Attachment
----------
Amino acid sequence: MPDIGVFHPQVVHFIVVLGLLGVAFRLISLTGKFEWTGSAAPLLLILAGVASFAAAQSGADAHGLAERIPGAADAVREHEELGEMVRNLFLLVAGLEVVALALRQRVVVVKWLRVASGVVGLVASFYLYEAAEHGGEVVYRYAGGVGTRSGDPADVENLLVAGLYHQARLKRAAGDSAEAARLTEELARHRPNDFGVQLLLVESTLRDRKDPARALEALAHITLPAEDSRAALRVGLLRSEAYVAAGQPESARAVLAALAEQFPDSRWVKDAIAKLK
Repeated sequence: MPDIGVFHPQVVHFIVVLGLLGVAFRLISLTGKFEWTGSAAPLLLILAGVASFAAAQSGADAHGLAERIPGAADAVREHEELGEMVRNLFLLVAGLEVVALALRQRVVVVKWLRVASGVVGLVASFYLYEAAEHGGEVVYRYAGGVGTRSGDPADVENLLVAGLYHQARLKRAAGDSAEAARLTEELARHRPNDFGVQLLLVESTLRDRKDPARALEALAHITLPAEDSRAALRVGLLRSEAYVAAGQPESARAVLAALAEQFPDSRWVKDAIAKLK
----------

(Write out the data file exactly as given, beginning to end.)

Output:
Amino acid sequence: MPDIGVFHPQVVHFIVVLGLLGVAFRLISLTGKFEWTGSAAPLLLILAGVASFAAAQSGADAHGLAERIPGAADAVREHEELGEMVRNLFLLVAGLEVVALALRQRVVVVKWLRVASGVVGLVASFYLYEAAEHGGEVVYRYAGGVGTRSGDPADVENLLVAGLYHQARLKRAAGDSAEAARLTEELARHRPNDFGVQLLLVESTLRDRKDPARALEALAHITLPAEDSRAALRVGLLRSEAYVAAGQPESARAVLAALAEQFPDSRWVKDAIAKLK
Repeated sequence: MPDIGVFHPQVVHFIVVLGLLGVAFRLISLTGKFEWTGSAAPLLLILAGVASFAAAQSGADAHGLAERIPGAADAVREHEELGEMVRNLFLLVAGLEVVALALRQRVVVVKWLRVASGVVGLVASFYLYEAAEHGGEVVYRYAGGVGTRSGDPADVENLLVAGLYHQARLKRAAGDSAEAARLTEELARHRPNDFGVQLLLVESTLRDRKDPARALEALAHITLPAEDSRAALRVGLLRSEAYVAAGQPESARAVLAALAEQFPDSRWVKDAIAKLK